This spring I reviewed the new and fascinating Pennsylvania Dutch historical mystery by Charles Fergus with much pleasure -- he lives about 10 miles from here and I'm slowly getting acquainted, more so with the books than the person (he's as private as most of us writers are, and his use of a trauma of his own life in the new mystery is a courageous risk to take, and one that paid off in making the book really good). Here's the cover, along with the review:

But Charles (Chuck to friends) has the honor of launching TWO books this year, in totally separate genres. To keep things honorable, I purchased a copy of his other 2019 book, MAKING A HOME FOR WILDLIFE, and have it in one of my reading "corners" of this place, so I can enjoy it and absorb the information. But, life being what it is, I haven't made time to review it. So it was a delight to see this review this morning by Gary Moore, who writes knowledgeably on outdoor topics for our regional paper The Caledonian-Record. It solves my quandary of how to handle reviewing this nifty title, while also letting me tip my hat to both Charles Fergus and Gary Moore. Nicely done, friends!

Wednesday, July 10, 2019

Luck and Faith in the Writing Room

Old-time authors used to say the bare necessities for writing were paper and pencil (or pen). That's where I started, some 40 years ago, when I wanted to move from writing poems for myself, into writing stories and novels for others.

It wasn't enough.

And in 1984, when my home caught fire on a harsh subzero December night, one of the unexpected benefits of losing all our possessions was the ashing of a couple of really bad novel manuscripts, as well as old poems written more to please myself than to reach out to others.

Today, I'd say there are three things that keep me writing:
  1. Seeking fresh experiences. Some are small and almost routine, like climbing the ridge here and asking questions about the plants and animals and weather along the way. Some are life-shifting, like a course in how character development meshes with plot, or an afternoon spent listening to poets read their work aloud and talk about how their writing connects with what they want to give or receive.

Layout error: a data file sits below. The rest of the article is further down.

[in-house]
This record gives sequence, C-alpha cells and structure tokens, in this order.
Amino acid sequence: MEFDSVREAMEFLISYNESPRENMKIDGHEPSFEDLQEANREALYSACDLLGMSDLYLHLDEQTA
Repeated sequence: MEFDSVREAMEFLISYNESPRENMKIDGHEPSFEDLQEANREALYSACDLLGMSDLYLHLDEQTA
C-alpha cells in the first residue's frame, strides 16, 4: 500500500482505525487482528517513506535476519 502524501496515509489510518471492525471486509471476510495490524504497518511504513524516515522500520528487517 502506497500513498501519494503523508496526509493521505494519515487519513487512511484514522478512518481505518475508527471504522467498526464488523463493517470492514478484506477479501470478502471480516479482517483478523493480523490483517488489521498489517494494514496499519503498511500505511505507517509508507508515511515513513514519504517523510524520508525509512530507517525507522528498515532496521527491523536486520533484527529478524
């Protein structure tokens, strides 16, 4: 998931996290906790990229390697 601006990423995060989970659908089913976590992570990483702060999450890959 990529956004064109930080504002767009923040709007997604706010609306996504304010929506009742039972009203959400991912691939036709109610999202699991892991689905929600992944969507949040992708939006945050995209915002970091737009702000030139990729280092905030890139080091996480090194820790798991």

2. Making lists. I know that sounds odd, but there are many moments—a muggy afternoon, a frustrated morning, a tired evening—when I don't actually itch to sit down and write. Having a list of what I expect from myself helps a lot. And if I can't summon up the energy and enthusiasm for item #1, I may find it's still a good moment for item #4.
  3. A place that's intended for writing.
For me, a writing room includes scraps of knowledge that resonate for me ("Can you be grateful for everything? No, not for everything. But in every moment. It is a chosen response." -- Brother Steindl-Rast), objects that have meaning (a quilt; a special seashell), and work by others that I want to live up to. I keep relatively few books in the room with me, just the ones that seem to mean the most for this time. The rest sit in the next room, the "research room." And beyond.

My house is on the market now, because many of the outlines of my daily life are shifting. I'll carry the objects and confidence of this room with me, wherever I go. And with those, I'll tote a sort of faith that's come partly from experience, partly from determination to listen for and work with a Higher Power that gives meaning to my actions. For me, that's a combination that's effective and joyous.

What about luck?

Six full-length books came to life in this room, and five of them have publishers. (I haven't given up on the sixth and I'm still revising it.) If luck is a matter of considering the odds, this place has been lucky for me. I suspect it will give the same kind of track record to the next person who jumps into creative labor here.

But I'd rather say that "luck" is a shorthand for the results of something else: Long-term love. From the quilt on the wall to the seashells to the paintings and to the quotations treasured, and even the computer here, most of what surrounds me is evidence of love ... from my husband, sons, brothers and sisters-in-law and sister, friends, and colleagues. (And that Higher Power.)

I know there's a New Family who'll discover this house and its blessings sometime soon, and I'll move on to a smaller place and my own next chapter. Maybe they'll move here because they already love the place, its many rooms, wide vistas, ample gardens, eager apple trees.

Maybe they'll fill it with their own love. And get lucky.

[Here's the link for the house.]